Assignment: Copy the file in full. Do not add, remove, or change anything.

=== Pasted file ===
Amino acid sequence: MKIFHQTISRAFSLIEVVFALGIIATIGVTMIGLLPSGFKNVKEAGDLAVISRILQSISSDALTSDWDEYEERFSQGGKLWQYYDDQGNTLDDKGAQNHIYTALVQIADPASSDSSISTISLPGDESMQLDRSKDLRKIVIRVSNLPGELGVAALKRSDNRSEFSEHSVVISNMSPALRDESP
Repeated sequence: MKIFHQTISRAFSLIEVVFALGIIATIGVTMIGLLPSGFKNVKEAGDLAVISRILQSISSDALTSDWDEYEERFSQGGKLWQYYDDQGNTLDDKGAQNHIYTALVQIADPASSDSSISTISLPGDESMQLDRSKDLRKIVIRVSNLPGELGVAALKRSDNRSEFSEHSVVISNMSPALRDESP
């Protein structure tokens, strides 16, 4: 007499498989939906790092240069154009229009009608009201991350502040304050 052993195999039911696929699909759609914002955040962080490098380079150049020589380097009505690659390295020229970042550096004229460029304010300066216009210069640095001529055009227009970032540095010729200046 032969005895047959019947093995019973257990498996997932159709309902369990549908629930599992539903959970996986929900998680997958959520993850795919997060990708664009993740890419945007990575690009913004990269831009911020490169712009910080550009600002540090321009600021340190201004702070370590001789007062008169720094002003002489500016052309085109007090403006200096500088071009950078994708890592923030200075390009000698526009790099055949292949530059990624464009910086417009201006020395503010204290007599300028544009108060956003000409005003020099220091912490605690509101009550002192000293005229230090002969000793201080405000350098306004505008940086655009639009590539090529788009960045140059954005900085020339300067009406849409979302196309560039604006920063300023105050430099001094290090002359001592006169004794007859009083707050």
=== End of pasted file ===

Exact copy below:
Amino acid sequence: MKIFHQTISRAFSLIEVVFALGIIATIGVTMIGLLPSGFKNVKEAGDLAVISRILQSISSDALTSDWDEYEERFSQGGKLWQYYDDQGNTLDDKGAQNHIYTALVQIADPASSDSSISTISLPGDESMQLDRSKDLRKIVIRVSNLPGELGVAALKRSDNRSEFSEHSVVISNMSPALRDESP
Repeated sequence: MKIFHQTISRAFSLIEVVFALGIIATIGVTMIGLLPSGFKNVKEAGDLAVISRILQSISSDALTSDWDEYEERFSQGGKLWQYYDDQGNTLDDKGAQNHIYTALVQIADPASSDSSISTISLPGDESMQLDRSKDLRKIVIRVSNLPGELGVAALKRSDNRSEFSEHSVVISNMSPALRDESP
């Protein structure tokens, strides 16, 4: 007499498989939906790092240069154009229009009608009201991350502040304050 052993195999039911696929699909759609914002955040962080490098380079150049020589380097009505690659390295020229970042550096004229460029304010300066216009210069640095001529055009227009970032540095010729200046 032969005895047959019947093995019973257990498996997932159709309902369990549908629930599992539903959970996986929900998680997958959520993850795919997060990708664009993740890419945007990575690009913004990269831009911020490169712009910080550009600002540090321009600021340190201004702070370590001789007062008169720094002003002489500016052309085109007090403006200096500088071009950078994708890592923030200075390009000698526009790099055949292949530059990624464009910086417009201006020395503010204290007599300028544009108060956003000409005003020099220091912490605690509101009550002192000293005229230090002969000793201080405000350098306004505008940086655009639009590539090529788009960045140059954005900085020339300067009406849409979302196309560039604006920063300023105050430099001094290090002359001592006169004794007859009083707050």